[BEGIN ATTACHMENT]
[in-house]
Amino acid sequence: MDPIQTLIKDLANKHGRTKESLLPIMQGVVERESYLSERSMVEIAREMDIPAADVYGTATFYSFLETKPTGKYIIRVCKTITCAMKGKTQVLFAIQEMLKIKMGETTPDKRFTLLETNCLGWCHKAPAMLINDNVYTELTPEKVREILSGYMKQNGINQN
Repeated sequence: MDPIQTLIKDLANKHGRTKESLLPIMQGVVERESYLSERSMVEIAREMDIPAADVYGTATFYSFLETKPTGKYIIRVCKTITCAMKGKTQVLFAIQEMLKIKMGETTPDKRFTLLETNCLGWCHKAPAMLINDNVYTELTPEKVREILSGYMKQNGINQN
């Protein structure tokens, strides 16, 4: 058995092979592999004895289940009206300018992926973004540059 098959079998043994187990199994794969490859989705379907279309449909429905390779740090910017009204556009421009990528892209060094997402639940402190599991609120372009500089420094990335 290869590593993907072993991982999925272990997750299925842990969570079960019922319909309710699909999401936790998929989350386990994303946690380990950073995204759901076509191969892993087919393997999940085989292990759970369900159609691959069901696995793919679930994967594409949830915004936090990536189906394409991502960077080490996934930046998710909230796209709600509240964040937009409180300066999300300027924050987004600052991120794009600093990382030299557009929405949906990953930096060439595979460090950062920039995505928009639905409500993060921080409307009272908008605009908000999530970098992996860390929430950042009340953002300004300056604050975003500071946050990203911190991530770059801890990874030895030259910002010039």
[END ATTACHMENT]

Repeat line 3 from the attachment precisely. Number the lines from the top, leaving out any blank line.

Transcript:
Repeated sequence: MDPIQTLIKDLANKHGRTKESLLPIMQGVVERESYLSERSMVEIAREMDIPAADVYGTATFYSFLETKPTGKYIIRVCKTITCAMKGKTQVLFAIQEMLKIKMGETTPDKRFTLLETNCLGWCHKAPAMLINDNVYTELTPEKVREILSGYMKQNGINQN